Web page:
Once priorities have been agreed, a fully detailed project plan can be created – this will scope who does what, when and how:
If your Brand Guidelines are your key visual driver, the central project plan is the key driver for everything else!
This will ensure that the right materials are in the right place and with the right team at the right time.
To ensure consistency of your brand and quality control over your suppliers, you must have a single pivot point.
Programme management is a science- there’s good reason for there being so many tried and tested project management methodologies – from Waterfall to Agile to Critical Path.
The complexity of managing a global branding programme – suppliers, permits, materials, installers – is not to be underestimated.
A professional Project Management team will be the driving force for your rebrand and external resource can be a useful boost here.
Globalisation has made the world smaller and we all inhabit a much more international community.
Occasionally it’s possible to use a single supplier who ships items across the world and dispatches a team of installers to different locations.
Aside from the obvious cost, we find that local works best and we generally call upon the members of our international network to fulfill regional requirements.
The advantages of a local on-the-ground team:
One of the key roles of your Project Management team will be tracking progress and reporting back.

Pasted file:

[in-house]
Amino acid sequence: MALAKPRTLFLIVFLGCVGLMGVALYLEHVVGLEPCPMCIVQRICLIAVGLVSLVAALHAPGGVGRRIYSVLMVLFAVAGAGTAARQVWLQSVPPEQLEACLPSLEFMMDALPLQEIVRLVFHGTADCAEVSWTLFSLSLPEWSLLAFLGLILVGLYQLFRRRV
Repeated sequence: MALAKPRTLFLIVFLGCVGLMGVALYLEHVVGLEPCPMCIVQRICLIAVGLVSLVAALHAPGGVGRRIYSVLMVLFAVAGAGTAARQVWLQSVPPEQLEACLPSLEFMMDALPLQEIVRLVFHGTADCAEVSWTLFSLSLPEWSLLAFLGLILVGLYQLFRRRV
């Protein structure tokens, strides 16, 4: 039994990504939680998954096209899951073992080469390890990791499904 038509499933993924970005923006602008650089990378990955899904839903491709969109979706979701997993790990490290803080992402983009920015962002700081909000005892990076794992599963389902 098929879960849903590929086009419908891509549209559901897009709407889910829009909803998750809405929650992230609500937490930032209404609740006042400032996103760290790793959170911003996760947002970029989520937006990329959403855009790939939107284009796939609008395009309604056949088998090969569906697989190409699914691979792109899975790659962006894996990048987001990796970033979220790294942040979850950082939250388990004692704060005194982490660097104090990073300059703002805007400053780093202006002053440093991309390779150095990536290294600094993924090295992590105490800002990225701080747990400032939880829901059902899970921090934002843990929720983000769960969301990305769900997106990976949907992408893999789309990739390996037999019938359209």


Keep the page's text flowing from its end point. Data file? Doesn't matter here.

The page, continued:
There are many off-the-shelf software options for this, such as Workfront, Asana or monday.com, and these can usually be customised to suit your exact needs. For larger programmes, you may want to consider a bespoke system. Keep the long-term in mind – you are building up a powerful picture of your business that will set you in good stead for future developments.
How to measure the success of your rebrand implementation?
It’s important to monitor your metrics so that you can recognise success:
When it comes to measuring the wider success of your rebrand programme, think about:
Tell your rebrand story
If you are dealing with a global rebrand that is not confidential, the reporting can easily be used as part of your marketing efforts. A powerful social media campaign could be a demonstration of the Mexican wave that your rebrand has created across the globe.
Be sure to capture photos and video and so that you can successfully tell your brand story.
Statistics are also useful in marketing terms. Track key metrics such as:
Asset Management system
One of the greatest legacies of a rebrand is often a Digital Asset Management (DAM). This is the perfect opportunity to bring all your branded items into a single system where they can be managed.
If you already have a DAM, then it’s a great opportunity to do some housekeeping and tidying.
Any data should be carefully stored and can be used for future planning or brand updates.
In part 5, we examine Brand Governance, taking a detailed look at the three key steps in protecting your brand throughout the merger and acquisition process.
Our team of rebrand specialists is on hand to help with your rebrand, from strategy through to implementation. Contact us for an initial no-obligation chat.